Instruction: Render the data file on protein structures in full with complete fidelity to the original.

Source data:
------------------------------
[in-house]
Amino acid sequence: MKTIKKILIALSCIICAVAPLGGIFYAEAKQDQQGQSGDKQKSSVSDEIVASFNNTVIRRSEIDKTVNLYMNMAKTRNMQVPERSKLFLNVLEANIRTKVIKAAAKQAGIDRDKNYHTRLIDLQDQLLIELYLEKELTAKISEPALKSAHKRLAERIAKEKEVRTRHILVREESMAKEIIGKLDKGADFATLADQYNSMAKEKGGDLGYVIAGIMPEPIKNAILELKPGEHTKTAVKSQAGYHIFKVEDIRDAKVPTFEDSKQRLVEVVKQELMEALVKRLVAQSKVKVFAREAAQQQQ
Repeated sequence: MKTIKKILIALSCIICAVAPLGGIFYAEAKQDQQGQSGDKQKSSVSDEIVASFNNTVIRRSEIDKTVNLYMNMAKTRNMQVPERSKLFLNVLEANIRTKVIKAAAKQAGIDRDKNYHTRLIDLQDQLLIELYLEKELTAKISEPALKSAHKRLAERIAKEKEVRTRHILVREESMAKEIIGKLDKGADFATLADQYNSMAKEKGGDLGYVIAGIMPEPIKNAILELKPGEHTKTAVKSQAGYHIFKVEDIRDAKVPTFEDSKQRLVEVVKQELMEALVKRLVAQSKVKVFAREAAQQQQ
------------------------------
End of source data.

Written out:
[in-house]
Amino acid sequence: MKTIKKILIALSCIICAVAPLGGIFYAEAKQDQQGQSGDKQKSSVSDEIVASFNNTVIRRSEIDKTVNLYMNMAKTRNMQVPERSKLFLNVLEANIRTKVIKAAAKQAGIDRDKNYHTRLIDLQDQLLIELYLEKELTAKISEPALKSAHKRLAERIAKEKEVRTRHILVREESMAKEIIGKLDKGADFATLADQYNSMAKEKGGDLGYVIAGIMPEPIKNAILELKPGEHTKTAVKSQAGYHIFKVEDIRDAKVPTFEDSKQRLVEVVKQELMEALVKRLVAQSKVKVFAREAAQQQQ
Repeated sequence: MKTIKKILIALSCIICAVAPLGGIFYAEAKQDQQGQSGDKQKSSVSDEIVASFNNTVIRRSEIDKTVNLYMNMAKTRNMQVPERSKLFLNVLEANIRTKVIKAAAKQAGIDRDKNYHTRLIDLQDQLLIELYLEKELTAKISEPALKSAHKRLAERIAKEKEVRTRHILVREESMAKEIIGKLDKGADFATLADQYNSMAKEKGGDLGYVIAGIMPEPIKNAILELKPGEHTKTAVKSQAGYHIFKVEDIRDAKVPTFEDSKQRLVEVVKQELMEALVKRLVAQSKVKVFAREAAQQQQ